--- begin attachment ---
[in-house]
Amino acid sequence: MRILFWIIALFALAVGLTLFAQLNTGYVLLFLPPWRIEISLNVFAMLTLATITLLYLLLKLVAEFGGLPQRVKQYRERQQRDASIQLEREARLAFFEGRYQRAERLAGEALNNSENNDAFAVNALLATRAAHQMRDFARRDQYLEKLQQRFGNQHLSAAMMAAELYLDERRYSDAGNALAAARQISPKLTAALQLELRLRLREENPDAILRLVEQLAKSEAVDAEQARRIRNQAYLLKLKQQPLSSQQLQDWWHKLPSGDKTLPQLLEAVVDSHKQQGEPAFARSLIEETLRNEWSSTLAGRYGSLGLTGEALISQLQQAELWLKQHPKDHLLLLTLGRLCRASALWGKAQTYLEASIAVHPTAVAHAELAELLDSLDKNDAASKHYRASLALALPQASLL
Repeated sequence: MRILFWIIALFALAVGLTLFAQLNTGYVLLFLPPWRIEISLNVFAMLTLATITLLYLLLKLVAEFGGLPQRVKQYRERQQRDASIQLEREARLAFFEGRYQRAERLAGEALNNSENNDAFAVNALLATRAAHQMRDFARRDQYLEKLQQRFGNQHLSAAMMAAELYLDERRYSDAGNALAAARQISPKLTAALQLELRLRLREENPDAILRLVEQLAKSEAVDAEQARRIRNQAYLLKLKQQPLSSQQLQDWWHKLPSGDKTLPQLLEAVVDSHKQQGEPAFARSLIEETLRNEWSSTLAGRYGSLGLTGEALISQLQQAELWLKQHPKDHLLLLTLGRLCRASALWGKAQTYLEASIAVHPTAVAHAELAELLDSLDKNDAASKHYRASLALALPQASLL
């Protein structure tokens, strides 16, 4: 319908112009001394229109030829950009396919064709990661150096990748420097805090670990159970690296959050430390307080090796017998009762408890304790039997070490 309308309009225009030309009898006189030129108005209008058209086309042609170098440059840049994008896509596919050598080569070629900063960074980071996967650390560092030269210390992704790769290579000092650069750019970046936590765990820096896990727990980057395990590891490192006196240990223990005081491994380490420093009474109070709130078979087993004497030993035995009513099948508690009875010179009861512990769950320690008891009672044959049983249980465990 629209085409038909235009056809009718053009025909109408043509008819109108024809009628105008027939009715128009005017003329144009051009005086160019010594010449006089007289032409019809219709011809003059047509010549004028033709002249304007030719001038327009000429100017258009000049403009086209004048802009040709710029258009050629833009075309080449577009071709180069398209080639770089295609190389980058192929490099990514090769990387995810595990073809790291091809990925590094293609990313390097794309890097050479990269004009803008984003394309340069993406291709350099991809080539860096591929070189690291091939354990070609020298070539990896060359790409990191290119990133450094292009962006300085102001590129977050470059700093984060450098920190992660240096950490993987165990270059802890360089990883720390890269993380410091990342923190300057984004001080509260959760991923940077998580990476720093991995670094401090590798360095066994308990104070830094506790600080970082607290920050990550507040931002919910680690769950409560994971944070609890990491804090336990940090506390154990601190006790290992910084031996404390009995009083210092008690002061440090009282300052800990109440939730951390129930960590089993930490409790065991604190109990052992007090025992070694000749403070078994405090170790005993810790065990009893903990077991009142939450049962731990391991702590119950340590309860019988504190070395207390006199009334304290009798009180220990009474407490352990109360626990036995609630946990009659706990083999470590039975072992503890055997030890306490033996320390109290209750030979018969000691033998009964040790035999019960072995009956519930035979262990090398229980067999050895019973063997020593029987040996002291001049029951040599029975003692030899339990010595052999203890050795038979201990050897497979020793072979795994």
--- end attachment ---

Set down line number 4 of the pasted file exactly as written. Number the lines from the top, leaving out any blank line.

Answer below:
């Protein structure tokens, strides 16, 4: 319908112009001394229109030829950009396919064709990661150096990748420097805090670990159970690296959050430390307080090796017998009762408890304790039997070490 309308309009225009030309009898006189030129108005209008058209086309042609170098440059840049994008896509596919050598080569070629900063960074980071996967650390560092030269210390992704790769290579000092650069750019970046936590765990820096896990727990980057395990590891490192006196240990223990005081491994380490420093009474109070709130078979087993004497030993035995009513099948508690009875010179009861512990769950320690008891009672044959049983249980465990 629209085409038909235009056809009718053009025909109408043509008819109108024809009628105008027939009715128009005017003329144009051009005086160019010594010449006089007289032409019809219709011809003059047509010549004028033709002249304007030719001038327009000429100017258009000049403009086209004048802009040709710029258009050629833009075309080449577009071709180069398209080639770089295609190389980058192929490099990514090769990387995810595990073809790291091809990925590094293609990313390097794309890097050479990269004009803008984003394309340069993406291709350099991809080539860096591929070189690291091939354990070609020298070539990896060359790409990191290119990133450094292009962006300085102001590129977050470059700093984060450098920190992660240096950490993987165990270059802890360089990883720390890269993380410091990342923190300057984004001080509260959760991923940077998580990476720093991995670094401090590798360095066994308990104070830094506790600080970082607290920050990550507040931002919910680690769950409560994971944070609890990491804090336990940090506390154990601190006790290992910084031996404390009995009083210092008690002061440090009282300052800990109440939730951390129930960590089993930490409790065991604190109990052992007090025992070694000749403070078994405090170790005993810790065990009893903990077991009142939450049962731990391991702590119950340590309860019988504190070395207390006199009334304290009798009180220990009474407490352990109360626990036995609630946990009659706990083999470590039975072992503890055997030890306490033996320390109290209750030979018969000691033998009964040790035999019960072995009956519930035979262990090398229980067999050895019973063997020593029987040996002291001049029951040599029975003692030899339990010595052999203890050795038979201990050897497979020793072979795994």